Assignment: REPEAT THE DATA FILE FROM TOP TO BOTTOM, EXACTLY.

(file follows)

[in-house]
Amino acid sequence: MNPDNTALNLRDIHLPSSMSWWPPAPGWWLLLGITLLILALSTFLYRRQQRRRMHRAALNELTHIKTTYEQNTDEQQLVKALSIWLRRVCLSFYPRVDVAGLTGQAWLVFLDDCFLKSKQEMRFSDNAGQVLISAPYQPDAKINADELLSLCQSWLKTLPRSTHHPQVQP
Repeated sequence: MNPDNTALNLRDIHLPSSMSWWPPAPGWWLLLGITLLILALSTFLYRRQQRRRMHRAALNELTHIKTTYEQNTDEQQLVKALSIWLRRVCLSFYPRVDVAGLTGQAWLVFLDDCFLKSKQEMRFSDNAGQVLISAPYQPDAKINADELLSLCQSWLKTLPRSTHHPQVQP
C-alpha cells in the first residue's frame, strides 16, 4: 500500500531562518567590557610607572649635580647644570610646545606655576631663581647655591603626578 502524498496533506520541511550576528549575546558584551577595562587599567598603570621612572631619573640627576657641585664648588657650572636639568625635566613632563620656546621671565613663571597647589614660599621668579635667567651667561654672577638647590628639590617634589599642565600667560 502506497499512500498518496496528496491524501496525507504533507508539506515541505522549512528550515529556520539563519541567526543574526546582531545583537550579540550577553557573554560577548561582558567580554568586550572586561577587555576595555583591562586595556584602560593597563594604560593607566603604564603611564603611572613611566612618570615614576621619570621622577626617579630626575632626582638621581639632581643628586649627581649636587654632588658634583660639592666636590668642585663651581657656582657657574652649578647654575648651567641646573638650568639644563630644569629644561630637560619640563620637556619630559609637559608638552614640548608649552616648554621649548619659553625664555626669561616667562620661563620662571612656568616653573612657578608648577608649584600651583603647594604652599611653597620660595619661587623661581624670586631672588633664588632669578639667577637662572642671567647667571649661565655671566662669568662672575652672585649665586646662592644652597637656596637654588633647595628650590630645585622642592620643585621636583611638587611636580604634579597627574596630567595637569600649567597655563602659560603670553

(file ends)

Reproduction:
[in-house]
Amino acid sequence: MNPDNTALNLRDIHLPSSMSWWPPAPGWWLLLGITLLILALSTFLYRRQQRRRMHRAALNELTHIKTTYEQNTDEQQLVKALSIWLRRVCLSFYPRVDVAGLTGQAWLVFLDDCFLKSKQEMRFSDNAGQVLISAPYQPDAKINADELLSLCQSWLKTLPRSTHHPQVQP
Repeated sequence: MNPDNTALNLRDIHLPSSMSWWPPAPGWWLLLGITLLILALSTFLYRRQQRRRMHRAALNELTHIKTTYEQNTDEQQLVKALSIWLRRVCLSFYPRVDVAGLTGQAWLVFLDDCFLKSKQEMRFSDNAGQVLISAPYQPDAKINADELLSLCQSWLKTLPRSTHHPQVQP
C-alpha cells in the first residue's frame, strides 16, 4: 500500500531562518567590557610607572649635580647644570610646545606655576631663581647655591603626578 502524498496533506520541511550576528549575546558584551577595562587599567598603570621612572631619573640627576657641585664648588657650572636639568625635566613632563620656546621671565613663571597647589614660599621668579635667567651667561654672577638647590628639590617634589599642565600667560 502506497499512500498518496496528496491524501496525507504533507508539506515541505522549512528550515529556520539563519541567526543574526546582531545583537550579540550577553557573554560577548561582558567580554568586550572586561577587555576595555583591562586595556584602560593597563594604560593607566603604564603611564603611572613611566612618570615614576621619570621622577626617579630626575632626582638621581639632581643628586649627581649636587654632588658634583660639592666636590668642585663651581657656582657657574652649578647654575648651567641646573638650568639644563630644569629644561630637560619640563620637556619630559609637559608638552614640548608649552616648554621649548619659553625664555626669561616667562620661563620662571612656568616653573612657578608648577608649584600651583603647594604652599611653597620660595619661587623661581624670586631672588633664588632669578639667577637662572642671567647667571649661565655671566662669568662672575652672585649665586646662592644652597637656596637654588633647595628650590630645585622642592620643585621636583611638587611636580604634579597627574596630567595637569600649567597655563602659560603670553